Oregon has new land use rules that create better communities and help combat climate change

The primary source of climate-polluting greenhouse gas emissions in Oregon is from transportation, especially cars and light trucks. For more than a decade, 1000 Friends of Oregon has been working on land use and transportation policies to bring together affordable and diverse housing choices in every neighborhood, with affordable, safe, and enjoyable ways for people to get around by walking, taking transit, and bicycling to nearby stores, schools, services, and parks.

At its July 21, 2022, meeting, the Land Conservation and Development Commission (LCDC) adopted its Climate Friendly & Equitable Communities rules. (Read DLCD's press release.) These rules are designed to reduce greenhouse gas emissions from transportation while creating more equitable communities by planning for diverse and affordable housing and transportation choices. The rules apply to cities and counties in Oregon’s eight major urban areas, which together represent most of Oregon’s population: the Portland metro area, Salem/Keizer, Eugene/Springfield, Corvallis, Albany, Medford, Grants Pass, and Bend.

The rules are a mix of very good, pretty good, and not good enough requirements to meaningfully and quickly reduce climate pollution and create more livable, equitable communities. They have the potential to be very good, if purposefully implemented by local governments with the intent to achieve real climate progress.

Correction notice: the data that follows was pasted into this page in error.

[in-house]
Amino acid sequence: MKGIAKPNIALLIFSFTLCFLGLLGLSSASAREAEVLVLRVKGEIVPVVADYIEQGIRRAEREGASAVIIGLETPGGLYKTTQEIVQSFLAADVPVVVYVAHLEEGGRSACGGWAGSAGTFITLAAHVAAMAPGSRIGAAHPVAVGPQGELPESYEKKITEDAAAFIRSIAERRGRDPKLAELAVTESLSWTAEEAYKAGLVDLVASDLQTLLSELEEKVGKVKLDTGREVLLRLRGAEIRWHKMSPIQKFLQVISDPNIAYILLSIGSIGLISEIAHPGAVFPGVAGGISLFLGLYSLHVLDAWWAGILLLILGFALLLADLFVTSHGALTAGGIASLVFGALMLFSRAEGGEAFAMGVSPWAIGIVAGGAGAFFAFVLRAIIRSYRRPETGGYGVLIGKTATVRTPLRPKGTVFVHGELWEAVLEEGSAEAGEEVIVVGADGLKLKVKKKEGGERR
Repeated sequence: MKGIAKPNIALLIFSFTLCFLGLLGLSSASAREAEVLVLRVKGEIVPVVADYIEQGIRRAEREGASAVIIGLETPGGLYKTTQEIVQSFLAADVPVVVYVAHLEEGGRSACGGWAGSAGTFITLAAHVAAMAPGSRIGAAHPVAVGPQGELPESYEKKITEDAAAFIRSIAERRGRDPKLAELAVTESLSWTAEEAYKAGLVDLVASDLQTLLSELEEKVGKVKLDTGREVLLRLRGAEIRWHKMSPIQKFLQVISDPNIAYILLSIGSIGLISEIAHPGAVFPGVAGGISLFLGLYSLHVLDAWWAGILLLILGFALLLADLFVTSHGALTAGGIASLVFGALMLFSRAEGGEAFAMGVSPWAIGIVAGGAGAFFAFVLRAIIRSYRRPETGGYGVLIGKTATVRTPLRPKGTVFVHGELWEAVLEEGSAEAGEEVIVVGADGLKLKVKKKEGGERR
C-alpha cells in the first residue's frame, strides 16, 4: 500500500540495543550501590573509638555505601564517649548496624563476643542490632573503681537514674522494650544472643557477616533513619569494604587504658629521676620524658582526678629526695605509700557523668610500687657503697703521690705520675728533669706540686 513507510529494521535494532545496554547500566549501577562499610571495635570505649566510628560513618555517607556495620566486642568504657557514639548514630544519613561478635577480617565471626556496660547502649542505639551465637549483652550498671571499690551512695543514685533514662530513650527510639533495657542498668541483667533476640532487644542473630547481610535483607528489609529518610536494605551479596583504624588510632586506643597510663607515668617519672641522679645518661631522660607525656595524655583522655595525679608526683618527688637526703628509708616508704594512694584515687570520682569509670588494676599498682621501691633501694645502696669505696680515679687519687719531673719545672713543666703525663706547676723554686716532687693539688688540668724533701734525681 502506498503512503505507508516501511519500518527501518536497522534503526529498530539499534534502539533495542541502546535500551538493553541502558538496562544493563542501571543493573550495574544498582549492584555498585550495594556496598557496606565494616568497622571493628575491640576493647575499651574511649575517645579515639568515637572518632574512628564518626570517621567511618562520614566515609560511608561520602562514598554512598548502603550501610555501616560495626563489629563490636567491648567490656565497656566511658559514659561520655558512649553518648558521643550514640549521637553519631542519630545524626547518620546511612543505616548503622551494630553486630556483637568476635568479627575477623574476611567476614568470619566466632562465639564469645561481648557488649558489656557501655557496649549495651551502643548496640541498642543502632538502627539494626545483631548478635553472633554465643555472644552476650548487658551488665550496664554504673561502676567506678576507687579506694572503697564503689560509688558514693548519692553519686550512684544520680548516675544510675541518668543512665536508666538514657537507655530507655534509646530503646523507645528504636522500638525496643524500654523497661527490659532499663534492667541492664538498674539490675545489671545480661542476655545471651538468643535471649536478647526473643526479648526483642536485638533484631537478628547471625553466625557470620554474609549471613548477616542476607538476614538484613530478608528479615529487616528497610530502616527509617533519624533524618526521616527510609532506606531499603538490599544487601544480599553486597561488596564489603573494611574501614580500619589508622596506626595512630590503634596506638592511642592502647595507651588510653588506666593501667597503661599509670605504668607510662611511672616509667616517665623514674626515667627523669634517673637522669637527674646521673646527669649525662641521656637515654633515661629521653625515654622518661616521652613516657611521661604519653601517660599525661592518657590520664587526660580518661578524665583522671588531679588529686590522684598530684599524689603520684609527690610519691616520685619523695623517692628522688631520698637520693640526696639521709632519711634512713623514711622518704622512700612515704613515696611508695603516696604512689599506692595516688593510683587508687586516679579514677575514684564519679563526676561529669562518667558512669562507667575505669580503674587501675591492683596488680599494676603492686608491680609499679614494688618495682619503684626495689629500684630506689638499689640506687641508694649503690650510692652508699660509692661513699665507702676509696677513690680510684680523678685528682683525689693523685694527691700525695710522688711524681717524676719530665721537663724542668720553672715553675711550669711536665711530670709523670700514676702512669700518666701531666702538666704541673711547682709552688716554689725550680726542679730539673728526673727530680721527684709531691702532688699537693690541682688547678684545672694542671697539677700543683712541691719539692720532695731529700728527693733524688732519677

The rules provide a launching-off point that is just the start. And as local governments implement policies and funding decisions to create more climate friendly and equitable neighborhoods, that’s where the participation of community members – like you – comes in. The rules are designed to be implemented over several years; we will provide specific details soon on how to get involved  to make sure your city and/or county walks its talk about dealing with our climate crisis.

But first, here is what the rules are intended to do:

  • Increase housing options and affordability in mixed-use neighborhood centers and downtowns, with easy accessibility to stores, schools, jobs, and services – without always needing a car.
  • Expand and connect a network of safe and affordable sidewalks, trails, bikeways, and transit facilities so people can conduct most of their regular activities without depending on a car.
  • Reduce parking mandates and improve parking management. It is estimated that we have nine parking spaces for every car – that takes away land that could be used for housing, increases the cost of housing because providing parking is expensive, and causes natural resources and trees to be unnecessarily paved over. (Read more about parking mandates in this article from Sightline)
  • Local and regional transportation planning and spending  is expected to shift from a primary focus on accommodating roads and cars to substantially increased focus on climate-friendly transportation options. However, this is where LCDC’s climate rules are weakest, because they allow local governments to take up to seven years to comply, and these transportation plans are not tied directly to reducing greenhouse gas emissions. 

Let’s make sure that implementation of these rules actually reduces greenhouse gas emissions and creates more equitable communities. Since the U.S. Supreme Court recently curtailed the ability of the U.S. EPA to mandate carbon emissions reductions, it is more crucial than ever that Oregon and other states take the lead.